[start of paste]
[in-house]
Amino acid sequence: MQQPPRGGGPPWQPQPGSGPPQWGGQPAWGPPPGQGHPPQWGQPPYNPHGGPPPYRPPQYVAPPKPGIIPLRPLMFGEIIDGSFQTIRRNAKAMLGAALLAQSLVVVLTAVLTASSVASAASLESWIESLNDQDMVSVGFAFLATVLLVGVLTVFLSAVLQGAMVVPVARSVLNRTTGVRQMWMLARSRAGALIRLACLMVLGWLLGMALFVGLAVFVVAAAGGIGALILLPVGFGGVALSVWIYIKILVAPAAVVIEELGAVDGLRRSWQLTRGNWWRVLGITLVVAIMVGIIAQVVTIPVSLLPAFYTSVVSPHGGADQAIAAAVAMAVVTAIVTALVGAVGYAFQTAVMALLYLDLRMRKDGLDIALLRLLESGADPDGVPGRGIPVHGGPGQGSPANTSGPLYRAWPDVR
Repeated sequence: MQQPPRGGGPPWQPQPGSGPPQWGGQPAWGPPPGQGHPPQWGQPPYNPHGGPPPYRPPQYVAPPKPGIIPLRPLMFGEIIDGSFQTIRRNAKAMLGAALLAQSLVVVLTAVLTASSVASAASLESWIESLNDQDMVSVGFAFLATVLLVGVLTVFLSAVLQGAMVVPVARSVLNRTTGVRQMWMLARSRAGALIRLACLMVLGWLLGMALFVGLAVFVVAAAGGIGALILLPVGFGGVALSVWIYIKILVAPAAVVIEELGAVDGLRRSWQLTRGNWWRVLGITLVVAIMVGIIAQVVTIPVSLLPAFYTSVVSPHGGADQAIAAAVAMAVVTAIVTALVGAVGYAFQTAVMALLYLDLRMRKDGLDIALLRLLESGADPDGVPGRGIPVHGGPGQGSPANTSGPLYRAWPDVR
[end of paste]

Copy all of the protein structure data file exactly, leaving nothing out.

[in-house]
Amino acid sequence: MQQPPRGGGPPWQPQPGSGPPQWGGQPAWGPPPGQGHPPQWGQPPYNPHGGPPPYRPPQYVAPPKPGIIPLRPLMFGEIIDGSFQTIRRNAKAMLGAALLAQSLVVVLTAVLTASSVASAASLESWIESLNDQDMVSVGFAFLATVLLVGVLTVFLSAVLQGAMVVPVARSVLNRTTGVRQMWMLARSRAGALIRLACLMVLGWLLGMALFVGLAVFVVAAAGGIGALILLPVGFGGVALSVWIYIKILVAPAAVVIEELGAVDGLRRSWQLTRGNWWRVLGITLVVAIMVGIIAQVVTIPVSLLPAFYTSVVSPHGGADQAIAAAVAMAVVTAIVTALVGAVGYAFQTAVMALLYLDLRMRKDGLDIALLRLLESGADPDGVPGRGIPVHGGPGQGSPANTSGPLYRAWPDVR
Repeated sequence: MQQPPRGGGPPWQPQPGSGPPQWGGQPAWGPPPGQGHPPQWGQPPYNPHGGPPPYRPPQYVAPPKPGIIPLRPLMFGEIIDGSFQTIRRNAKAMLGAALLAQSLVVVLTAVLTASSVASAASLESWIESLNDQDMVSVGFAFLATVLLVGVLTVFLSAVLQGAMVVPVARSVLNRTTGVRQMWMLARSRAGALIRLACLMVLGWLLGMALFVGLAVFVVAAAGGIGALILLPVGFGGVALSVWIYIKILVAPAAVVIEELGAVDGLRRSWQLTRGNWWRVLGITLVVAIMVGIIAQVVTIPVSLLPAFYTSVVSPHGGADQAIAAAVAMAVVTAIVTALVGAVGYAFQTAVMALLYLDLRMRKDGLDIALLRLLESGADPDGVPGRGIPVHGGPGQGSPANTSGPLYRAWPDVR